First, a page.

Soldier, spouse at redeployment briefing
Spc. Keenan Butler, a medic with 4th Infantry Brigade Combat Team, and his wife, Katie, listen to a redeployment briefing for Soldiers and family members at the Main Post Chapel, June 27, 2011.

FORT STEWART, Ga., July 12, 2011 -- As the United States Military prepares to return from two ground conflicts, sometimes Soldiers may face obstacles at home as they return from the battlefield.

More than 3,000 Fourth Infantry Brigade Combat Team Soldiers have returned from Iraq, and others of the Advise and Assist Brigade continue to return.

These heroes will face many changes and challenges as they return home. But their families can face many challenges as well as they reunite after a year of being a part

Traci Wheeler, family readiness support assistant for 4IBCT, is part of an extensive group of Soldiers, family members, Army civilians and volunteers who are there to make sure the reintegration process is as easy as possible.

“Reintegration training is important for the Soldiers as well as the families because it helps the Soldiers get back into their same routine at home,” she said. “They are moving from a totally different location and environment in Iraq and coming to a home environment.”

Wheeler added that Soldiers could potentially have problems reconnecting with family members when they redeploy, but there are numerous resources, including unit ministry teams, military family life consultants, counseling for all Soldiers and the Military One-Source.

Military One Source is a place where there are numerous resources for Soldiers and family members, including tips on coping with redeployment and 12 free counseling sessions to Soldiers and family members.

“For family members, life goes on. For Soldiers, they have to step back into the role,” she said, adding that children may not be so receptive to redeploying Soldiers at first, and it may take time for families to get back together. The total time for reintegration can take up to 120 days.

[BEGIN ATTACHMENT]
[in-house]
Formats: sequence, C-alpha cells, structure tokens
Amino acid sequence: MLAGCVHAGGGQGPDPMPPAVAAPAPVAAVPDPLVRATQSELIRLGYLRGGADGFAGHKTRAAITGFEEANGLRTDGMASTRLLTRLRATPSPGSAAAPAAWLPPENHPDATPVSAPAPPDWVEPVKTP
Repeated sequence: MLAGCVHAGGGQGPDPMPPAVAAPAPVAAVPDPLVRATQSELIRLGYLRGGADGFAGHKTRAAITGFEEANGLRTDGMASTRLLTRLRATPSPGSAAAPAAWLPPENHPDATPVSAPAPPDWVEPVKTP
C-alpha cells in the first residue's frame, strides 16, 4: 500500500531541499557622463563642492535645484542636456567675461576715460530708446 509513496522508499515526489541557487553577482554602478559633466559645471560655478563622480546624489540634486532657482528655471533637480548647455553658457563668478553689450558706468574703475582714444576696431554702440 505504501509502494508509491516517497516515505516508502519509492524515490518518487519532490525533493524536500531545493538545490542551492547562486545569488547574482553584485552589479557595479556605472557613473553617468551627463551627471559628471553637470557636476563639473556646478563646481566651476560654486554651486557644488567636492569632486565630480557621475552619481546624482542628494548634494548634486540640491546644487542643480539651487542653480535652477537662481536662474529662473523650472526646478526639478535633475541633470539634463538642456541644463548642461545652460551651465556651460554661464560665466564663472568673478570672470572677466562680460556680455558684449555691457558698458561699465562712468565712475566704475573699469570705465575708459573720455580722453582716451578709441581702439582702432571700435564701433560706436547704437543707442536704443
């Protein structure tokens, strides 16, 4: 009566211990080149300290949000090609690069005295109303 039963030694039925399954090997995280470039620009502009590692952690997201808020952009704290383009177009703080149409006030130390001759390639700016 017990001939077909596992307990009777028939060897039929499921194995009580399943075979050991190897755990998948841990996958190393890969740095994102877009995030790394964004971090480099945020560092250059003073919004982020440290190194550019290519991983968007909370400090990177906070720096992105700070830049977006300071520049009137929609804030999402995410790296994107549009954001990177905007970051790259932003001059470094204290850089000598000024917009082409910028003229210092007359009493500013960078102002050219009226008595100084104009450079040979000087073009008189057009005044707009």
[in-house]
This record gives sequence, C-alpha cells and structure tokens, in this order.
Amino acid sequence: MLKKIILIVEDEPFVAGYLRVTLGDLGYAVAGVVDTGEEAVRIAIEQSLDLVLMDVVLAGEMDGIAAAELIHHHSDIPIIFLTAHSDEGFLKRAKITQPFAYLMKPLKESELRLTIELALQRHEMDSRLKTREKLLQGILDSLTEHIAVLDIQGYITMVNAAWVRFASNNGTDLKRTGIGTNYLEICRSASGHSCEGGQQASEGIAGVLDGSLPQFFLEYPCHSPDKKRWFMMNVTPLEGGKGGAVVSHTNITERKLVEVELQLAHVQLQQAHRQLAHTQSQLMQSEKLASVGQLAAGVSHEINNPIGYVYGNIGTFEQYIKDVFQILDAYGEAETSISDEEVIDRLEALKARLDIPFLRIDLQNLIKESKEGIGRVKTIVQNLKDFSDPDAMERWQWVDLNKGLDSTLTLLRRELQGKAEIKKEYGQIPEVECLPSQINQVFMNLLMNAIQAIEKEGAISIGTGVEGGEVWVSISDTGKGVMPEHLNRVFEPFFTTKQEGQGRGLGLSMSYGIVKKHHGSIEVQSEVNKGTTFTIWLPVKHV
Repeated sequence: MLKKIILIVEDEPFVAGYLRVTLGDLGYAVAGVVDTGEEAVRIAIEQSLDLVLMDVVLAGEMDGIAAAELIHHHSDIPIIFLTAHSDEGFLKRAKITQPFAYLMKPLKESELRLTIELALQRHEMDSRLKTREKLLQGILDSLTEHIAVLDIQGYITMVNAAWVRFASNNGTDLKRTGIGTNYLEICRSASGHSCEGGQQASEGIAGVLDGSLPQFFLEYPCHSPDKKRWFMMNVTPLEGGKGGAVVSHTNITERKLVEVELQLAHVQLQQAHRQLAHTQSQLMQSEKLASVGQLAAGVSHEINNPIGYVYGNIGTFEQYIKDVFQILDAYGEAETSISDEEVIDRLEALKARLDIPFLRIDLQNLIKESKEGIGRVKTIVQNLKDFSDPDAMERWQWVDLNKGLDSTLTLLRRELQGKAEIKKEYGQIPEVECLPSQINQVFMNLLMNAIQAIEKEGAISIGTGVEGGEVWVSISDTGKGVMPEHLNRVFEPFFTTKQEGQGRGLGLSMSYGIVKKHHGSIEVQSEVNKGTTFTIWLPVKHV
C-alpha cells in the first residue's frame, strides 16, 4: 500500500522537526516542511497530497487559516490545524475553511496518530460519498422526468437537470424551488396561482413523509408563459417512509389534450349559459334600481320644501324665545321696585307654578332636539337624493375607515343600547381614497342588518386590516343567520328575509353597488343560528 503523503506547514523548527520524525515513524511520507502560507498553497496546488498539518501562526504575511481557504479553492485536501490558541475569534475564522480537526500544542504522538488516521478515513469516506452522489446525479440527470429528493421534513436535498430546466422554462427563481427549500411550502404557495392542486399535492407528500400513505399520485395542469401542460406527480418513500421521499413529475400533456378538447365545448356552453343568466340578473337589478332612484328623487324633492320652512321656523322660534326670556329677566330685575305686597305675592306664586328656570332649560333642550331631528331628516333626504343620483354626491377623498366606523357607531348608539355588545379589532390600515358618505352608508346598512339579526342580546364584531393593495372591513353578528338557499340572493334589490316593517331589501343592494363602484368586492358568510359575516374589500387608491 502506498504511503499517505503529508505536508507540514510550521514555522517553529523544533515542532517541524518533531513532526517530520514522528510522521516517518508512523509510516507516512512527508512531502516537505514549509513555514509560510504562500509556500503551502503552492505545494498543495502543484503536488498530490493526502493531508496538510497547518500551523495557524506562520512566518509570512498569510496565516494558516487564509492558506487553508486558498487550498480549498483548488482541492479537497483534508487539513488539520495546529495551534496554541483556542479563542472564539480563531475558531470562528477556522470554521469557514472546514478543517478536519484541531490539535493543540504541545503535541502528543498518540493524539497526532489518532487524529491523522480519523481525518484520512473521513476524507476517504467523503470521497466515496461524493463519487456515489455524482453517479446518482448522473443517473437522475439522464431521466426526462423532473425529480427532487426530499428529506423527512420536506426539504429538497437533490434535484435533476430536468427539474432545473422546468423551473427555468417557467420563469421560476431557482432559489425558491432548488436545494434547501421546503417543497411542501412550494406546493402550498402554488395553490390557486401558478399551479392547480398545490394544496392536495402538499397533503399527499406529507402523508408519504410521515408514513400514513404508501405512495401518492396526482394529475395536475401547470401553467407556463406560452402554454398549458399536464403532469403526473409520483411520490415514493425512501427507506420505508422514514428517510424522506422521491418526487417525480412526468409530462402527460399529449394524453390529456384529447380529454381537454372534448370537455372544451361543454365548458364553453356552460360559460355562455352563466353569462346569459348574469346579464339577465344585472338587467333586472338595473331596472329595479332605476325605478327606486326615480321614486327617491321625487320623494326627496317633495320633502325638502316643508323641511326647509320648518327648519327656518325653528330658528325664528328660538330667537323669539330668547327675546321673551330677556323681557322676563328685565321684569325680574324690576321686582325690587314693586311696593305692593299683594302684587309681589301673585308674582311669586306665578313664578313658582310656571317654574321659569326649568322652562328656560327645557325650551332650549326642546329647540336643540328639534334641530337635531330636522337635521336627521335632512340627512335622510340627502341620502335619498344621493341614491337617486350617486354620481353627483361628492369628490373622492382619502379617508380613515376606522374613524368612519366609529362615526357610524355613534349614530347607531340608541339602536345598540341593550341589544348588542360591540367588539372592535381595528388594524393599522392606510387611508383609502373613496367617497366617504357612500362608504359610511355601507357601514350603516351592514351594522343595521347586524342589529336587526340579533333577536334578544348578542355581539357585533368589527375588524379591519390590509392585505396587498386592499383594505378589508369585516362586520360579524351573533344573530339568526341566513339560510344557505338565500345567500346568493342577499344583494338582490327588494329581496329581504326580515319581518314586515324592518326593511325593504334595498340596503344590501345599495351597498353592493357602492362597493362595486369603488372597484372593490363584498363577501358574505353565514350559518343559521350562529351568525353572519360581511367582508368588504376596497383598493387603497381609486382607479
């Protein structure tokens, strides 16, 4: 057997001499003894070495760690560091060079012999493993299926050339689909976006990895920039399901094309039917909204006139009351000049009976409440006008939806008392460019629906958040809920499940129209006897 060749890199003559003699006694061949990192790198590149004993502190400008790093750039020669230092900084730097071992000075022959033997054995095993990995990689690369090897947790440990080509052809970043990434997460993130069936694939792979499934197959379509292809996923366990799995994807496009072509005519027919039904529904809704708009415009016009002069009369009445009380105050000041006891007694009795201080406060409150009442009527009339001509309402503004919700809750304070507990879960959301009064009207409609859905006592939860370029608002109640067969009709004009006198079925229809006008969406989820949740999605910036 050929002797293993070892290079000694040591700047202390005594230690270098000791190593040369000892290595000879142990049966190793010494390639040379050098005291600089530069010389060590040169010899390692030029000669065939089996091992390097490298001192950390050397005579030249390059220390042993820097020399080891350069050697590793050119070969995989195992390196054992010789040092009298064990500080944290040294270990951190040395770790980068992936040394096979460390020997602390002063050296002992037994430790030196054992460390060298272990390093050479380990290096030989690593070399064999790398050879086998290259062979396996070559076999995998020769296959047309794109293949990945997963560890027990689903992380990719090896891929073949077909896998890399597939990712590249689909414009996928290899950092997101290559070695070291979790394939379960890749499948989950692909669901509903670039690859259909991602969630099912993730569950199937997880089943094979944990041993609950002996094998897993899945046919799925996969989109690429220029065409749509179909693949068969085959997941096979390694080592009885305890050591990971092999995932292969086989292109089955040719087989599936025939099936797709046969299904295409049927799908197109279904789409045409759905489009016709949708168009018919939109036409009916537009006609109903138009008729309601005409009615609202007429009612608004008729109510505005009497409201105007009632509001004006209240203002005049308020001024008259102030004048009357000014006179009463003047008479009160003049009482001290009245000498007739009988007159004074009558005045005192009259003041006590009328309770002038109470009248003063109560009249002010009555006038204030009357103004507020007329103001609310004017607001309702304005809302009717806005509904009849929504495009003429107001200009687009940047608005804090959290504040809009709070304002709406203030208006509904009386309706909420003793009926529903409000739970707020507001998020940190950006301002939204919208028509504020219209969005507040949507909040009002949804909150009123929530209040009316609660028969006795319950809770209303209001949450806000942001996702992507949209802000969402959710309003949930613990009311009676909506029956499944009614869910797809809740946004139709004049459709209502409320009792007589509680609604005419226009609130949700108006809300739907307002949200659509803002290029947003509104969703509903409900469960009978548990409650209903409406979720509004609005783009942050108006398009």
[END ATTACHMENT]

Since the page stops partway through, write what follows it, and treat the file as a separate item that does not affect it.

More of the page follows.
While the process is difficult, there are numerous programs offered through Army community service, including financial reintegration, how to make schedules, organization within the home and others that can make the transition easier.

Wheeler can speak from personal experience, as her husband has deployed and she doesn’t always know what happened during her husband’s deployment.

“As a spouse, it’s really hard for me not to know what happened over there,” she said. “But I also understand why he doesn’t want to tell me everything. Transitions are really hard for military Families. And we have to be very resilient. If you’re not resilient and you don’t work with your Soldier one-on-one, it’s not going to work. You have to have a connection there.”

There are other military families who face challenges as well.

Spc. Keenan Butler serves as a combat medic with 4th IBCT and recently returned home to his wife Katie. The couple have not had any serious problems since their reunion but are happy that the military is there for them should any problems arise.

“We may get mad at each other sometimes,” she said. “We will need to try and communicate without getting stressed out at each other.”

Katie added the deployment was not fun with her husband deployed, she missed him a lot and is very happy to have her husband home.

Reintegration for family members is part of the mandatory 10-day training and all redeploying 4th IBCT Soldiers will go through it.

There are numerous resources available for Soldiers and their family members to deal with redeployments. For more information about them contact your unit chaplains, family life coordinator or Army community service.

Page last updated Tue July 12th, 2011 at 07:52